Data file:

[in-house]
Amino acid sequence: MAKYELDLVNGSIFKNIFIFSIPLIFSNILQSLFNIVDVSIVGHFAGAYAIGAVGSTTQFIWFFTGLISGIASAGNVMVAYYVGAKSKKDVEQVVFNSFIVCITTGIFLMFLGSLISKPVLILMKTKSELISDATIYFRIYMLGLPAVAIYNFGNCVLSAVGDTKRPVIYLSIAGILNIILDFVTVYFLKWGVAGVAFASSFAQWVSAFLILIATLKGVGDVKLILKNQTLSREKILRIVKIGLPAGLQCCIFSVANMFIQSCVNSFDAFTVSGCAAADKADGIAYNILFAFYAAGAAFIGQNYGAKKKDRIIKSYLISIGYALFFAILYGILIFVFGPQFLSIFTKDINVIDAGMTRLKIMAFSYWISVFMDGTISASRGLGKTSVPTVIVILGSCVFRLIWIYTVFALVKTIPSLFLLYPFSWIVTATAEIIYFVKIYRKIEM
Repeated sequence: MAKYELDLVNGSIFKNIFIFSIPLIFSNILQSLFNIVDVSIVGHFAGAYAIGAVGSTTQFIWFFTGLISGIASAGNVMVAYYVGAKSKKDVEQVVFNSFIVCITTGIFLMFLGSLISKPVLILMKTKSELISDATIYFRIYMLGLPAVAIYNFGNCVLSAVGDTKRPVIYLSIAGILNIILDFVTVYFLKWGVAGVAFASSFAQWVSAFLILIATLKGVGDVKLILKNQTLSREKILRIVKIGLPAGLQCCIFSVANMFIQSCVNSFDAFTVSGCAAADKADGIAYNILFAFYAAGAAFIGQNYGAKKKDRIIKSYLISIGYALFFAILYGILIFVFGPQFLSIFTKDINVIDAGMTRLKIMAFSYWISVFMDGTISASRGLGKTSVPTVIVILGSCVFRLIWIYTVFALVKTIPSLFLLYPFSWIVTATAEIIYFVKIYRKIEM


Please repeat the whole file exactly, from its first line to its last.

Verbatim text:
[in-house]
Amino acid sequence: MAKYELDLVNGSIFKNIFIFSIPLIFSNILQSLFNIVDVSIVGHFAGAYAIGAVGSTTQFIWFFTGLISGIASAGNVMVAYYVGAKSKKDVEQVVFNSFIVCITTGIFLMFLGSLISKPVLILMKTKSELISDATIYFRIYMLGLPAVAIYNFGNCVLSAVGDTKRPVIYLSIAGILNIILDFVTVYFLKWGVAGVAFASSFAQWVSAFLILIATLKGVGDVKLILKNQTLSREKILRIVKIGLPAGLQCCIFSVANMFIQSCVNSFDAFTVSGCAAADKADGIAYNILFAFYAAGAAFIGQNYGAKKKDRIIKSYLISIGYALFFAILYGILIFVFGPQFLSIFTKDINVIDAGMTRLKIMAFSYWISVFMDGTISASRGLGKTSVPTVIVILGSCVFRLIWIYTVFALVKTIPSLFLLYPFSWIVTATAEIIYFVKIYRKIEM
Repeated sequence: MAKYELDLVNGSIFKNIFIFSIPLIFSNILQSLFNIVDVSIVGHFAGAYAIGAVGSTTQFIWFFTGLISGIASAGNVMVAYYVGAKSKKDVEQVVFNSFIVCITTGIFLMFLGSLISKPVLILMKTKSELISDATIYFRIYMLGLPAVAIYNFGNCVLSAVGDTKRPVIYLSIAGILNIILDFVTVYFLKWGVAGVAFASSFAQWVSAFLILIATLKGVGDVKLILKNQTLSREKILRIVKIGLPAGLQCCIFSVANMFIQSCVNSFDAFTVSGCAAADKADGIAYNILFAFYAAGAAFIGQNYGAKKKDRIIKSYLISIGYALFFAILYGILIFVFGPQFLSIFTKDINVIDAGMTRLKIMAFSYWISVFMDGTISASRGLGKTSVPTVIVILGSCVFRLIWIYTVFALVKTIPSLFLLYPFSWIVTATAEIIYFVKIYRKIEM